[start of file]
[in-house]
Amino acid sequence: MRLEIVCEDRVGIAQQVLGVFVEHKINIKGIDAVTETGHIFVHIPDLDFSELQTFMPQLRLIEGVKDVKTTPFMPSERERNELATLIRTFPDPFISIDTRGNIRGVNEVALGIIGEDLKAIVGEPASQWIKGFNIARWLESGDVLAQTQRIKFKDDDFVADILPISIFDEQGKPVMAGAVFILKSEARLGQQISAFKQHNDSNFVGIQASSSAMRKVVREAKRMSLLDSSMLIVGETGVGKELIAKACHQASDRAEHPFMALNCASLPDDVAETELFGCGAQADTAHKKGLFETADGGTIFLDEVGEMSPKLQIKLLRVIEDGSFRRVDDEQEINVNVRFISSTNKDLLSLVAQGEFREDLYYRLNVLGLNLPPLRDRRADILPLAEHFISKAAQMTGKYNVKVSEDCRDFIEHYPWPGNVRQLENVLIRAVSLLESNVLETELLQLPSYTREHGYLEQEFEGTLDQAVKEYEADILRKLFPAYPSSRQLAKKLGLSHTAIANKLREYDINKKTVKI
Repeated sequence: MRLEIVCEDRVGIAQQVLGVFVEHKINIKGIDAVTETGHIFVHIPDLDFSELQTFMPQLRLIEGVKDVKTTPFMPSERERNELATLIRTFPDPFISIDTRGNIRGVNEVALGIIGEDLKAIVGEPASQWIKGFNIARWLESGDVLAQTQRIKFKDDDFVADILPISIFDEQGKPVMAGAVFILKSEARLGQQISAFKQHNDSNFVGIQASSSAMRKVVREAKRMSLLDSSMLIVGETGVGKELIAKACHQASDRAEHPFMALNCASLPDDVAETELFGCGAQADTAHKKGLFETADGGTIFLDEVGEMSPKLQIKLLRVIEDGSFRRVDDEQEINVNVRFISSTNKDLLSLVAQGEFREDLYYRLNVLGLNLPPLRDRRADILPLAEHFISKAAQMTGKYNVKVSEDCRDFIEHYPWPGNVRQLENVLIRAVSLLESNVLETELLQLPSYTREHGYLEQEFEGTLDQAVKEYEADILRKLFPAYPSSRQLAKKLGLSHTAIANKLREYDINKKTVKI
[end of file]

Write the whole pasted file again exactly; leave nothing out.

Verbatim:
[in-house]
Amino acid sequence: MRLEIVCEDRVGIAQQVLGVFVEHKINIKGIDAVTETGHIFVHIPDLDFSELQTFMPQLRLIEGVKDVKTTPFMPSERERNELATLIRTFPDPFISIDTRGNIRGVNEVALGIIGEDLKAIVGEPASQWIKGFNIARWLESGDVLAQTQRIKFKDDDFVADILPISIFDEQGKPVMAGAVFILKSEARLGQQISAFKQHNDSNFVGIQASSSAMRKVVREAKRMSLLDSSMLIVGETGVGKELIAKACHQASDRAEHPFMALNCASLPDDVAETELFGCGAQADTAHKKGLFETADGGTIFLDEVGEMSPKLQIKLLRVIEDGSFRRVDDEQEINVNVRFISSTNKDLLSLVAQGEFREDLYYRLNVLGLNLPPLRDRRADILPLAEHFISKAAQMTGKYNVKVSEDCRDFIEHYPWPGNVRQLENVLIRAVSLLESNVLETELLQLPSYTREHGYLEQEFEGTLDQAVKEYEADILRKLFPAYPSSRQLAKKLGLSHTAIANKLREYDINKKTVKI
Repeated sequence: MRLEIVCEDRVGIAQQVLGVFVEHKINIKGIDAVTETGHIFVHIPDLDFSELQTFMPQLRLIEGVKDVKTTPFMPSERERNELATLIRTFPDPFISIDTRGNIRGVNEVALGIIGEDLKAIVGEPASQWIKGFNIARWLESGDVLAQTQRIKFKDDDFVADILPISIFDEQGKPVMAGAVFILKSEARLGQQISAFKQHNDSNFVGIQASSSAMRKVVREAKRMSLLDSSMLIVGETGVGKELIAKACHQASDRAEHPFMALNCASLPDDVAETELFGCGAQADTAHKKGLFETADGGTIFLDEVGEMSPKLQIKLLRVIEDGSFRRVDDEQEINVNVRFISSTNKDLLSLVAQGEFREDLYYRLNVLGLNLPPLRDRRADILPLAEHFISKAAQMTGKYNVKVSEDCRDFIEHYPWPGNVRQLENVLIRAVSLLESNVLETELLQLPSYTREHGYLEQEFEGTLDQAVKEYEADILRKLFPAYPSSRQLAKKLGLSHTAIANKLREYDINKKTVKI